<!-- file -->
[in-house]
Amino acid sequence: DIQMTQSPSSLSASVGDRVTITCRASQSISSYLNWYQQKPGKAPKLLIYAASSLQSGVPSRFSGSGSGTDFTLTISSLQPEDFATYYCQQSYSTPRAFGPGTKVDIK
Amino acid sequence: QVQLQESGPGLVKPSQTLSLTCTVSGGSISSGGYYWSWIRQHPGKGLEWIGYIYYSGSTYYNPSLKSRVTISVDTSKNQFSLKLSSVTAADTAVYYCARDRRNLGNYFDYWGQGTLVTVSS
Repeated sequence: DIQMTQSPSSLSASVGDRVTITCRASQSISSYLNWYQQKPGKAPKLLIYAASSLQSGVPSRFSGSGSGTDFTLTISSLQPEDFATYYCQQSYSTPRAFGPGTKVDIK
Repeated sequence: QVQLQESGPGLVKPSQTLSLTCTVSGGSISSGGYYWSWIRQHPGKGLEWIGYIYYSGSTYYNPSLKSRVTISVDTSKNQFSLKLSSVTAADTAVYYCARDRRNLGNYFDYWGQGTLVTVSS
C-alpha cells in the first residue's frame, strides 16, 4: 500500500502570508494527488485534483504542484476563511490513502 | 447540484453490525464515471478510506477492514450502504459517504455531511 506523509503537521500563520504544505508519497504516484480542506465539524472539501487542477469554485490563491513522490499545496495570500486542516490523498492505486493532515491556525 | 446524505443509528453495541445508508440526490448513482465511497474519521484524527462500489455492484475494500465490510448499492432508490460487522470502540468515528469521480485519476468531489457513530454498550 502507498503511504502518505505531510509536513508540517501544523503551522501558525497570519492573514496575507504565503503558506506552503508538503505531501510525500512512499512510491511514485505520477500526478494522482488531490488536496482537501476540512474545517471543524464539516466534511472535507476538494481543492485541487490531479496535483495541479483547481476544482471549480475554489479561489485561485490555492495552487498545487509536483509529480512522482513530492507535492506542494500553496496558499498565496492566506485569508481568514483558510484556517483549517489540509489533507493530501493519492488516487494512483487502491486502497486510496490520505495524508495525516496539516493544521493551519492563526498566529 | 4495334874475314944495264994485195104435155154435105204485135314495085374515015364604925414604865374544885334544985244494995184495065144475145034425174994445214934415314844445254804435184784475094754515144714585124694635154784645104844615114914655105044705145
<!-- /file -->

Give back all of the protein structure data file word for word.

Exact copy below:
[in-house]
Amino acid sequence: DIQMTQSPSSLSASVGDRVTITCRASQSISSYLNWYQQKPGKAPKLLIYAASSLQSGVPSRFSGSGSGTDFTLTISSLQPEDFATYYCQQSYSTPRAFGPGTKVDIK
Amino acid sequence: QVQLQESGPGLVKPSQTLSLTCTVSGGSISSGGYYWSWIRQHPGKGLEWIGYIYYSGSTYYNPSLKSRVTISVDTSKNQFSLKLSSVTAADTAVYYCARDRRNLGNYFDYWGQGTLVTVSS
Repeated sequence: DIQMTQSPSSLSASVGDRVTITCRASQSISSYLNWYQQKPGKAPKLLIYAASSLQSGVPSRFSGSGSGTDFTLTISSLQPEDFATYYCQQSYSTPRAFGPGTKVDIK
Repeated sequence: QVQLQESGPGLVKPSQTLSLTCTVSGGSISSGGYYWSWIRQHPGKGLEWIGYIYYSGSTYYNPSLKSRVTISVDTSKNQFSLKLSSVTAADTAVYYCARDRRNLGNYFDYWGQGTLVTVSS
C-alpha cells in the first residue's frame, strides 16, 4: 500500500502570508494527488485534483504542484476563511490513502 | 447540484453490525464515471478510506477492514450502504459517504455531511 506523509503537521500563520504544505508519497504516484480542506465539524472539501487542477469554485490563491513522490499545496495570500486542516490523498492505486493532515491556525 | 446524505443509528453495541445508508440526490448513482465511497474519521484524527462500489455492484475494500465490510448499492432508490460487522470502540468515528469521480485519476468531489457513530454498550 502507498503511504502518505505531510509536513508540517501544523503551522501558525497570519492573514496575507504565503503558506506552503508538503505531501510525500512512499512510491511514485505520477500526478494522482488531490488536496482537501476540512474545517471543524464539516466534511472535507476538494481543492485541487490531479496535483495541479483547481476544482471549480475554489479561489485561485490555492495552487498545487509536483509529480512522482513530492507535492506542494500553496496558499498565496492566506485569508481568514483558510484556517483549517489540509489533507493530501493519492488516487494512483487502491486502497486510496490520505495524508495525516496539516493544521493551519492563526498566529 | 4495334874475314944495264994485195104435155154435105204485135314495085374515015364604925414604865374544885334544985244494995184495065144475145034425174994445214934415314844445254804435184784475094754515144714585124694635154784645104844615114914655105044705145